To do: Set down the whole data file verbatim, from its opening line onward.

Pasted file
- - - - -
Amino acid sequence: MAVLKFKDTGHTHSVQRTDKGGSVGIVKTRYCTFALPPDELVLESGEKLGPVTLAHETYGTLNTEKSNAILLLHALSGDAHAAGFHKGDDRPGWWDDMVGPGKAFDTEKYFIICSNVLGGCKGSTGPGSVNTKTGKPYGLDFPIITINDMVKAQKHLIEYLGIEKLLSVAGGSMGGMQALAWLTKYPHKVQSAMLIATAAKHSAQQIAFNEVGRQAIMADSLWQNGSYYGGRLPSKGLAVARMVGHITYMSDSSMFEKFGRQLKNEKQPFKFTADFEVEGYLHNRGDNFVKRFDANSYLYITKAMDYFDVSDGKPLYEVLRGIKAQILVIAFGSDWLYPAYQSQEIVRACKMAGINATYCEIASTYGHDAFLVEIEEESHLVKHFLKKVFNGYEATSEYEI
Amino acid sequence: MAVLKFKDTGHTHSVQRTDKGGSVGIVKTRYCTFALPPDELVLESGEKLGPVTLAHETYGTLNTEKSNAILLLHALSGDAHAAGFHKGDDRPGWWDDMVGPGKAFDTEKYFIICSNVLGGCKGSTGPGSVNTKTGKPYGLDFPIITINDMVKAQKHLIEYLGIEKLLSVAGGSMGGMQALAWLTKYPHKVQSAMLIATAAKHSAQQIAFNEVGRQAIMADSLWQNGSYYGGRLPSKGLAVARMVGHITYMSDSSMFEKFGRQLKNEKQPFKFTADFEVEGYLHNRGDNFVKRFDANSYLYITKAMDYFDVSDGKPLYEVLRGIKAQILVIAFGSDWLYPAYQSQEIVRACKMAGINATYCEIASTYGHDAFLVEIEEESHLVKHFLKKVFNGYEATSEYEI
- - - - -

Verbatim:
Amino acid sequence: MAVLKFKDTGHTHSVQRTDKGGSVGIVKTRYCTFALPPDELVLESGEKLGPVTLAHETYGTLNTEKSNAILLLHALSGDAHAAGFHKGDDRPGWWDDMVGPGKAFDTEKYFIICSNVLGGCKGSTGPGSVNTKTGKPYGLDFPIITINDMVKAQKHLIEYLGIEKLLSVAGGSMGGMQALAWLTKYPHKVQSAMLIATAAKHSAQQIAFNEVGRQAIMADSLWQNGSYYGGRLPSKGLAVARMVGHITYMSDSSMFEKFGRQLKNEKQPFKFTADFEVEGYLHNRGDNFVKRFDANSYLYITKAMDYFDVSDGKPLYEVLRGIKAQILVIAFGSDWLYPAYQSQEIVRACKMAGINATYCEIASTYGHDAFLVEIEEESHLVKHFLKKVFNGYEATSEYEI
Amino acid sequence: MAVLKFKDTGHTHSVQRTDKGGSVGIVKTRYCTFALPPDELVLESGEKLGPVTLAHETYGTLNTEKSNAILLLHALSGDAHAAGFHKGDDRPGWWDDMVGPGKAFDTEKYFIICSNVLGGCKGSTGPGSVNTKTGKPYGLDFPIITINDMVKAQKHLIEYLGIEKLLSVAGGSMGGMQALAWLTKYPHKVQSAMLIATAAKHSAQQIAFNEVGRQAIMADSLWQNGSYYGGRLPSKGLAVARMVGHITYMSDSSMFEKFGRQLKNEKQPFKFTADFEVEGYLHNRGDNFVKRFDANSYLYITKAMDYFDVSDGKPLYEVLRGIKAQILVIAFGSDWLYPAYQSQEIVRACKMAGINATYCEIASTYGHDAFLVEIEEESHLVKHFLKKVFNGYEATSEYEI